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Iraqi Prime Minister Says That Civil War Has Been Prevented
Maliki Also Plays Down Iran's Influence

By Karen DeYoung
Washington Post Staff Writer
Tuesday, September 25, 2007

Civil war has been averted in Iraq and Iranian intervention there has "ceased to exist," Iraqi Prime Minister Nouri al-Maliki said yesterday.

"I can't say there is a picture of roses and flowers in Iraq," Maliki told the Council on Foreign Relations in New York. "However, I can say that the greatest victory, of which I am proud . . . is stopping the explosion of a sectarian war." That possibility, he said, "is now far away."

While political reconciliation is not yet complete, he said, progress is being made. "Reconciliation is not a decision that can be made, but a process that takes continuous efforts and also needs strategic patience," Maliki said.

He said cabinet ministers who have left his government in protest will be replaced, and he expressed confidence that the Iraqi parliament will pass legislation that he, the Bush administration and Congress have demanded.

Maliki, who will speak to the U.N. General Assembly tomorrow, deftly dodged questions about last week's incident in which employees of Blackwater, a private U.S. security firm, allegedly killed 11 Iraqi civilians. While "initial signs" are that "there was some wrongdoing from Blackwater," he said, he will await the results of a U.S.-Iraqi investigation. He dismissed a statement by the interior minister in Baghdad that Blackwater will be banned from Iraq, saying the positions of the ministry and his office are "the same."

Iraqi security forces, Maliki said, are increasingly capable of operating without U.S. support. But he agreed with the Bush administration that an early U.S. withdrawal would be unwise.

Iraq's political leadership, he said through an interpreter, "wants the process of withdrawing troops to happen [simultaneously with] the process of rebuilding Iraqi Security Forces so that they can take responsibility." No one, he said, "wants to risk losing all the achievements" they have made.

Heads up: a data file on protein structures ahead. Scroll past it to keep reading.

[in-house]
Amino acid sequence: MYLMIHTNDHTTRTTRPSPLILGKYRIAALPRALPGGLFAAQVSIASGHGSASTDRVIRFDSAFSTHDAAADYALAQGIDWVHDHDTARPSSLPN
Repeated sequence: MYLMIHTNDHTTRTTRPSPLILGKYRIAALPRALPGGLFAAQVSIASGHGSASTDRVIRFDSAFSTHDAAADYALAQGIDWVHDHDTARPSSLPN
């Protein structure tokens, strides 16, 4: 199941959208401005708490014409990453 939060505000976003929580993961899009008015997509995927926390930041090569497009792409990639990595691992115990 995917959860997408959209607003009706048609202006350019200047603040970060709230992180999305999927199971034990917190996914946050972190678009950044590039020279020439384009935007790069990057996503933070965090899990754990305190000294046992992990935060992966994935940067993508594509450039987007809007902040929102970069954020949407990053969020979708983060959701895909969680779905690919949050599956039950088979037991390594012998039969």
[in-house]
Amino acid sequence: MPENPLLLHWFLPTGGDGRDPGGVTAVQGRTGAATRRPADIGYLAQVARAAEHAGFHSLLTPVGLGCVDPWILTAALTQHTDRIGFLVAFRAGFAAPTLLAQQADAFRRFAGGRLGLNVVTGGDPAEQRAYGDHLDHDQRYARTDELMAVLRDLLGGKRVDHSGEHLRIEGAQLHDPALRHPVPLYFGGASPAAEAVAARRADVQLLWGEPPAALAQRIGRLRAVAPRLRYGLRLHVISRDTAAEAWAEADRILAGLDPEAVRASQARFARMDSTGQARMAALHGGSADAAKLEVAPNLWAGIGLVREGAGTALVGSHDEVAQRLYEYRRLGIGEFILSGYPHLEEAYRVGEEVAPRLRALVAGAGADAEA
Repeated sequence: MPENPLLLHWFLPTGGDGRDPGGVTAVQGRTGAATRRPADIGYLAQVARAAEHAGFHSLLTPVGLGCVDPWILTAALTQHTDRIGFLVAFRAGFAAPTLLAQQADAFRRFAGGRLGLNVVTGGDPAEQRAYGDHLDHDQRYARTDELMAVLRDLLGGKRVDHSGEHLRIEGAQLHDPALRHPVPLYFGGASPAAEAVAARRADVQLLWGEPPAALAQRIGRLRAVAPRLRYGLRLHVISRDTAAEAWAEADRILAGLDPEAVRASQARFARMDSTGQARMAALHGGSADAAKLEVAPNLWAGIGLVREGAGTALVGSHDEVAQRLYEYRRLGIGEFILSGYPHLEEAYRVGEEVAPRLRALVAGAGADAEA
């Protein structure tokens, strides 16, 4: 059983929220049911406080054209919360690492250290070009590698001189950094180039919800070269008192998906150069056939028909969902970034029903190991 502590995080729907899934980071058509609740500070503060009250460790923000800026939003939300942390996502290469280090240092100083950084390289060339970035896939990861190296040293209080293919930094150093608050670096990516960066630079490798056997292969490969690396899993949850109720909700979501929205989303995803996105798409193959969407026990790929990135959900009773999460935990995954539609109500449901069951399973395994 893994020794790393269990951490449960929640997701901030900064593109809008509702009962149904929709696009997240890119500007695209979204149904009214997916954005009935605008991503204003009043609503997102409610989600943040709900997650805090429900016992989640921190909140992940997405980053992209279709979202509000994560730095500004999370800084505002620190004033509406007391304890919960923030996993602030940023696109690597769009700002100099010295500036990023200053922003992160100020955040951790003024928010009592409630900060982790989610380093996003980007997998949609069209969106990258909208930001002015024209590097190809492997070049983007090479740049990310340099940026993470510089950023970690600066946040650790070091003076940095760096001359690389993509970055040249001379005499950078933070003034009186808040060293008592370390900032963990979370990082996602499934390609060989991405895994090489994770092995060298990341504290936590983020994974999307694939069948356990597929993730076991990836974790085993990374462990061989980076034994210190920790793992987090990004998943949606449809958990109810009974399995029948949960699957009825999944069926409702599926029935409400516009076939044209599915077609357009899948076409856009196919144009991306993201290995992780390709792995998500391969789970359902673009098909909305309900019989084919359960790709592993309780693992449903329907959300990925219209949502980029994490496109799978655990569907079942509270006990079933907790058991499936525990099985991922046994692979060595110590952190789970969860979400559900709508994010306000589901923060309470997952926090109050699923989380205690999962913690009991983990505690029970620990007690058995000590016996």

But although Bush administration officials have spoken of a smaller, long-term U.S. military presence in Iraq, similar to the tens of thousands of troops stationed in South Korea over the past half-century, Maliki said he does not foresee it.

The two governments, he said, are in the initial phases of discussion about "a long-term multilateral treaty and not necessarily a long-term presence for troops." Any agreement, he said, would have to be approved by the Iraqi parliament.

Maliki's view of Iran's role in fomenting violence in Iraq also diverges from that of the administration. He said his government has begun a dialogue with Iran and Syria and has explained to them that their activities are unhelpful. As a result, he said, "our relationships with these countries has improved to the point that they are not interfering in our internal affairs."

Asked about Iran's Revolutionary Guard Forces, which the U.S. military charges is arming, training and directing Shiite militias in Iraq, Maliki said: "There used to be support through borders for these militias. But it has ceased to exist."

He said he has no fear of Sunni tribal forces recruited by the United States in their Anbar province stronghold because all Sunnis are "sons of Iraq."

Maliki said his goal as leader of Iraq's Shiite-majority government is for Shiites and Sunnis to perceive him as evenhanded. "When people talk about Prime Minister Maliki," he said, ". . . some Shiites say he is with us, some Sunnis say he is against" and vice versa. "This is the equation I want to maintain. I am multi-nationalistic."

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